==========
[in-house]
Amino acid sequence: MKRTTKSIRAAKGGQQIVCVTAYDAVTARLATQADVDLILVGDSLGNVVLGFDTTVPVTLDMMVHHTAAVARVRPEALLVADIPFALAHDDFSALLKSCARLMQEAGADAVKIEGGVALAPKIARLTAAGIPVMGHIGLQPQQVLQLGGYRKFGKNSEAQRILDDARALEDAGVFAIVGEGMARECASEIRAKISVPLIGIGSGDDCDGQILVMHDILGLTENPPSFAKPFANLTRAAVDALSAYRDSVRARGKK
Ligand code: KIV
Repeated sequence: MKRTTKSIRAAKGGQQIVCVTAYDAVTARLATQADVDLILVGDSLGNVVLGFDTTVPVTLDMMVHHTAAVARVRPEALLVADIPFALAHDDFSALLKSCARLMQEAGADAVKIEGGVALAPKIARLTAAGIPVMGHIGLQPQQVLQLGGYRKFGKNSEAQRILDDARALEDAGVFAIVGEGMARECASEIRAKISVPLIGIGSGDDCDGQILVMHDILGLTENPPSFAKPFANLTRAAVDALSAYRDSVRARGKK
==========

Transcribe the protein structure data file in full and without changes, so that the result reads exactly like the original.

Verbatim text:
[in-house]
Amino acid sequence: MKRTTKSIRAAKGGQQIVCVTAYDAVTARLATQADVDLILVGDSLGNVVLGFDTTVPVTLDMMVHHTAAVARVRPEALLVADIPFALAHDDFSALLKSCARLMQEAGADAVKIEGGVALAPKIARLTAAGIPVMGHIGLQPQQVLQLGGYRKFGKNSEAQRILDDARALEDAGVFAIVGEGMARECASEIRAKISVPLIGIGSGDDCDGQILVMHDILGLTENPPSFAKPFANLTRAAVDALSAYRDSVRARGKK
Ligand code: KIV
Repeated sequence: MKRTTKSIRAAKGGQQIVCVTAYDAVTARLATQADVDLILVGDSLGNVVLGFDTTVPVTLDMMVHHTAAVARVRPEALLVADIPFALAHDDFSALLKSCARLMQEAGADAVKIEGGVALAPKIARLTAAGIPVMGHIGLQPQQVLQLGGYRKFGKNSEAQRILDDARALEDAGVFAIVGEGMARECASEIRAKISVPLIGIGSGDDCDGQILVMHDILGLTENPPSFAKPFANLTRAAVDALSAYRDSVRARGKK